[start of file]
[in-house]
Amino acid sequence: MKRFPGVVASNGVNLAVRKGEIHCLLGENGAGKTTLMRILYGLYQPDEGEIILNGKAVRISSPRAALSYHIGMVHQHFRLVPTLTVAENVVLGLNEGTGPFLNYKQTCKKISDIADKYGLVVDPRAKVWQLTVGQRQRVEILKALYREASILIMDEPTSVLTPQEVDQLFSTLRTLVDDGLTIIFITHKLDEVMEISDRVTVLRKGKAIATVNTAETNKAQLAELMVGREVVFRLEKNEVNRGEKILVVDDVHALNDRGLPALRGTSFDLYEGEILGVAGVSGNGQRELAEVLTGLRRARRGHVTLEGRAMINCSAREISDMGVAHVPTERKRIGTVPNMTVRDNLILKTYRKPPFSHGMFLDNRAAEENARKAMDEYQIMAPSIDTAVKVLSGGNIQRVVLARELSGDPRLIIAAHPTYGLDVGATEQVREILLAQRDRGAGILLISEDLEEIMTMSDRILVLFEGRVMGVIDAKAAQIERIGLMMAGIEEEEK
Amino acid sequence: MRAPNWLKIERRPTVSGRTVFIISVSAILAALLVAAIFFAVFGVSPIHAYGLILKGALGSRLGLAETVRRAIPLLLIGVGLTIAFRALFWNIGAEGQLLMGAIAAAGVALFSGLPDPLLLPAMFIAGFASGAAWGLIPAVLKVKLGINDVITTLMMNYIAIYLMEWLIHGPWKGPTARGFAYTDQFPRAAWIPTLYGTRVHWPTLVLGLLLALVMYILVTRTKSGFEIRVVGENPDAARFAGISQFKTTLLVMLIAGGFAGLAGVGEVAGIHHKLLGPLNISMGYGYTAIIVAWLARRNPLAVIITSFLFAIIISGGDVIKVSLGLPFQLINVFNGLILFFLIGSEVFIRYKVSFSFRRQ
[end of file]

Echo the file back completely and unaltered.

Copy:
[in-house]
Amino acid sequence: MKRFPGVVASNGVNLAVRKGEIHCLLGENGAGKTTLMRILYGLYQPDEGEIILNGKAVRISSPRAALSYHIGMVHQHFRLVPTLTVAENVVLGLNEGTGPFLNYKQTCKKISDIADKYGLVVDPRAKVWQLTVGQRQRVEILKALYREASILIMDEPTSVLTPQEVDQLFSTLRTLVDDGLTIIFITHKLDEVMEISDRVTVLRKGKAIATVNTAETNKAQLAELMVGREVVFRLEKNEVNRGEKILVVDDVHALNDRGLPALRGTSFDLYEGEILGVAGVSGNGQRELAEVLTGLRRARRGHVTLEGRAMINCSAREISDMGVAHVPTERKRIGTVPNMTVRDNLILKTYRKPPFSHGMFLDNRAAEENARKAMDEYQIMAPSIDTAVKVLSGGNIQRVVLARELSGDPRLIIAAHPTYGLDVGATEQVREILLAQRDRGAGILLISEDLEEIMTMSDRILVLFEGRVMGVIDAKAAQIERIGLMMAGIEEEEK
Amino acid sequence: MRAPNWLKIERRPTVSGRTVFIISVSAILAALLVAAIFFAVFGVSPIHAYGLILKGALGSRLGLAETVRRAIPLLLIGVGLTIAFRALFWNIGAEGQLLMGAIAAAGVALFSGLPDPLLLPAMFIAGFASGAAWGLIPAVLKVKLGINDVITTLMMNYIAIYLMEWLIHGPWKGPTARGFAYTDQFPRAAWIPTLYGTRVHWPTLVLGLLLALVMYILVTRTKSGFEIRVVGENPDAARFAGISQFKTTLLVMLIAGGFAGLAGVGEVAGIHHKLLGPLNISMGYGYTAIIVAWLARRNPLAVIITSFLFAIIISGGDVIKVSLGLPFQLINVFNGLILFFLIGSEVFIRYKVSFSFRRQ